Heading into spring, homebuilders hope for a thaw in the housing market that has hampered sales and building activity. The National Association of Home Builders/Wells Fargo Housing Market Index moved up just a smidge, by one point, in March, reflecting a wait-and-see attitude.
"A number of factors are raising builder concerns over meeting demand for the spring buying season," David Crowe, chief economist of the association, noted in a statement. "These include a shortage of buildable lots and skilled workers, rising materials prices and an extremely low inventory of new homes for sale."
Not so confident
The index measures builder confidence every month in three areas: current single home sales, buyer traffic and sales expectations over the next six months. The current index for all three stands at 47. A score below 50 means more builders view conditions as poor.
Of the three components, buyer traffic remained the lowest in March, increasing over February by two points to reach 33. Current sales conditions increased one point to 52, and sales expectations over the next six months dropped one point to 53.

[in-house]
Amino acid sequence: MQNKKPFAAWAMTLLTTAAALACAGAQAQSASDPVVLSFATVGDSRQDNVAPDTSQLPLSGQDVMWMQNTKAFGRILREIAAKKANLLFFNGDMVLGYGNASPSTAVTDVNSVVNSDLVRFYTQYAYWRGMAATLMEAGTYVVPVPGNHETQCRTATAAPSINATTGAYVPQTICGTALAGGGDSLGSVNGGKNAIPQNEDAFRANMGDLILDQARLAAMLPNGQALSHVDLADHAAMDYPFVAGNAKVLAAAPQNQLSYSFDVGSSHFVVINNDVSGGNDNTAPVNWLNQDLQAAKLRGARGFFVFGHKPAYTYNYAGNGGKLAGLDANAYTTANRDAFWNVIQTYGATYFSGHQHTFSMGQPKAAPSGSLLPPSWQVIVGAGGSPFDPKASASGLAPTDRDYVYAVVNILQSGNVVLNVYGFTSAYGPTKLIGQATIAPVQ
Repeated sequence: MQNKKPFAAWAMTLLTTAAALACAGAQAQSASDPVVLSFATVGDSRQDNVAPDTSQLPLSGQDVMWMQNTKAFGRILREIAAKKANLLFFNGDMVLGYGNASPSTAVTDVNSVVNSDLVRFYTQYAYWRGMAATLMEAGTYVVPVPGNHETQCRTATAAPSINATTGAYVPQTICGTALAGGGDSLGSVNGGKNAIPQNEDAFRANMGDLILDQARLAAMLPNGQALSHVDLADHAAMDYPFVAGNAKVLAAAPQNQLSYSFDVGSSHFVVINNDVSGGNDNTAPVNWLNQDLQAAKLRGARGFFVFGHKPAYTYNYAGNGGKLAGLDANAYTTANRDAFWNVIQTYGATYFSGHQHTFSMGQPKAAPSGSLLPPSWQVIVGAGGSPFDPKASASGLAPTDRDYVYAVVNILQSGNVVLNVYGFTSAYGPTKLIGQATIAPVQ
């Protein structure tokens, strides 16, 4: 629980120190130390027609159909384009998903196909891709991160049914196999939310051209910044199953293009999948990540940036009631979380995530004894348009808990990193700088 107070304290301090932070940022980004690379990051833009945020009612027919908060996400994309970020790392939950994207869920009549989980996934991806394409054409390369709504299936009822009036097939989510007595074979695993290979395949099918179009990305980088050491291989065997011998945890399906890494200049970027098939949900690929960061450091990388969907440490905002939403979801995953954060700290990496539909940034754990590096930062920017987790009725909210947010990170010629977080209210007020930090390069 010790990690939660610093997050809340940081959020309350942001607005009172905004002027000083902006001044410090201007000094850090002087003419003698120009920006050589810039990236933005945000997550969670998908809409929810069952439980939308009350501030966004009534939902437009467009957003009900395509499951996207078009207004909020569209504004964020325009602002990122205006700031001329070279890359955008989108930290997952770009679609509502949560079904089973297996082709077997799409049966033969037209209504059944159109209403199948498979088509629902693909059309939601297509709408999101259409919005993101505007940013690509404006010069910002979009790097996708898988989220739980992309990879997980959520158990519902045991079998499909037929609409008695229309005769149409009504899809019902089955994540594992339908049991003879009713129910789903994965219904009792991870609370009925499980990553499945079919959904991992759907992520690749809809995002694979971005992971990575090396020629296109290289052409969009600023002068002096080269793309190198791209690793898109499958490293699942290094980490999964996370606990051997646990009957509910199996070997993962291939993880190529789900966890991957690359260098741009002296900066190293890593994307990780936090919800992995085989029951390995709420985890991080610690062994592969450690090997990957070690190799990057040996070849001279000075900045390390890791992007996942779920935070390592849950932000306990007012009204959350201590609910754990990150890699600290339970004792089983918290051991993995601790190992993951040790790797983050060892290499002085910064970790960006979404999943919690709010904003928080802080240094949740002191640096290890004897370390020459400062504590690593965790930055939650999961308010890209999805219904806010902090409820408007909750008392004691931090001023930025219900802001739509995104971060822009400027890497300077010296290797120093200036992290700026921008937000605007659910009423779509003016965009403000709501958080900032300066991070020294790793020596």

Northeast has huge drop in starts
The Commerce Department reports that housing starts slipped by 0.2 percent in February, the third straight monthly decline. The Northeast was especially hard-hit, with a decline of 37.5 percent, though economists chalk much of that up to the severe winter weather.
Despite the declines, there is a bright note heading into spring: Permits to build homes increased 7.7 percent.
Foreclosure filings decline
In another bit of hopeful news, foreclosure filings are continuing to decline in most of the country. RealtyTrac reports that filings dropped 27 percent in February from a year earlier and 10 percent from January to the lowest level in more than seven years.
While new foreclosure activity is no longer the biggest threat to the housing market, there's the issue of so-called "zombie" foreclosures, or homes that owners have vacated that are still on the market, according to Daren Blomquist, vice president at RealtyTrac.
"The biggest threat from foreclosures going forward is properties that have been lingering in the foreclosure process for years, many of them vacant with neither the distressed homeowner or the foreclosing lender taking responsibility for maintenance and upkeep of the home -- or at the very least facilitating a sale to a new homeowner more likely to perform needed upkeep and maintenance," he said in a release.
States with the most owner-vacated homes include Florida, Illinois, New Jersey and Ohio.
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